Can antibiotics alleviate the bends?
A common antibiotic could be a life-saver for divers affected by decompression illness, according to new research by the US Naval Medical Research Centre (NMRC).
A scientific team presented their research into the use of doxycycline at a military health symposium in Florida on 20 August.
They explained how using it as a supplementary treatment compatible with standard recompression therapy could reduce diseases and death associated with decompression illness (DCI) among Navy divers or submariners.
The research had been inspired by the need to reduce DCI risk more rapidly in a large-scale operational diving or submarine emergency that might involve large numbers of casualties, possibly in a remote location.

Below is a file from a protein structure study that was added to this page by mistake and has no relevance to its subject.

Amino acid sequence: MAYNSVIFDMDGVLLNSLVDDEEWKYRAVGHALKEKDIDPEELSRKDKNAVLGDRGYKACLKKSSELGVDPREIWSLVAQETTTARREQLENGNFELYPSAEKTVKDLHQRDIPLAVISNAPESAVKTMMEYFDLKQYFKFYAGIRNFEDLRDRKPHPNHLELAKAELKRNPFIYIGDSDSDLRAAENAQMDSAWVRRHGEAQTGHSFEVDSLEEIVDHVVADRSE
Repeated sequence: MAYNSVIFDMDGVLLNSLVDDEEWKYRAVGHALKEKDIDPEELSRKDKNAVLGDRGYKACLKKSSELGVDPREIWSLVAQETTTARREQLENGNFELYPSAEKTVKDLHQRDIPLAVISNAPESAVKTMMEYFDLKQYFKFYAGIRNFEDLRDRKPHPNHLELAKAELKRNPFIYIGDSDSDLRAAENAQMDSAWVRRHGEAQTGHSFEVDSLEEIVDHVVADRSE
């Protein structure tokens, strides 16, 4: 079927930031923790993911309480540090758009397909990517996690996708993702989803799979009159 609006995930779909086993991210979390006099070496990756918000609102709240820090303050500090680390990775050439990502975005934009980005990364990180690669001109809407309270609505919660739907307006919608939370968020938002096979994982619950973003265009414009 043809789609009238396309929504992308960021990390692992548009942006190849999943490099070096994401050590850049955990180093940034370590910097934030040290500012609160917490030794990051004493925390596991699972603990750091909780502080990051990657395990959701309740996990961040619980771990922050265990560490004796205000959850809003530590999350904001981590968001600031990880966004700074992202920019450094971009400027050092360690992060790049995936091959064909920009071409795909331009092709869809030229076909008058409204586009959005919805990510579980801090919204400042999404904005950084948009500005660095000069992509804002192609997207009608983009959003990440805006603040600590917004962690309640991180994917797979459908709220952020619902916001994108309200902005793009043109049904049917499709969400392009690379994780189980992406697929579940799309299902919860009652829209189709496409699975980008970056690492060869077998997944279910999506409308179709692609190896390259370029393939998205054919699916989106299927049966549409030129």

Doxycycline, described as “a common and inexpensive FDA-approved antibiotic”, was found to give divers better and more immediately effective treatment, reported NMRC Undersea Medical Officer Lt Rainey Johnson.
23 August 2019
He said that the drug prevented severe effects from DCI “by inhibiting matrix metalloproteinases and modifying leukocyte responses”. Matrix metalloproteinases are enzymes with catalytic mechanisms that involve a metal, and leukocytes form part of the body’s immune system.
The analysis was based on three sets of similar hyperbaric data evaluating doxycycline’s effect on DCI-associated diseases and mortality.
Further research into the use of antibiotics in cases of DCI was being conducted, said Lt Johnson.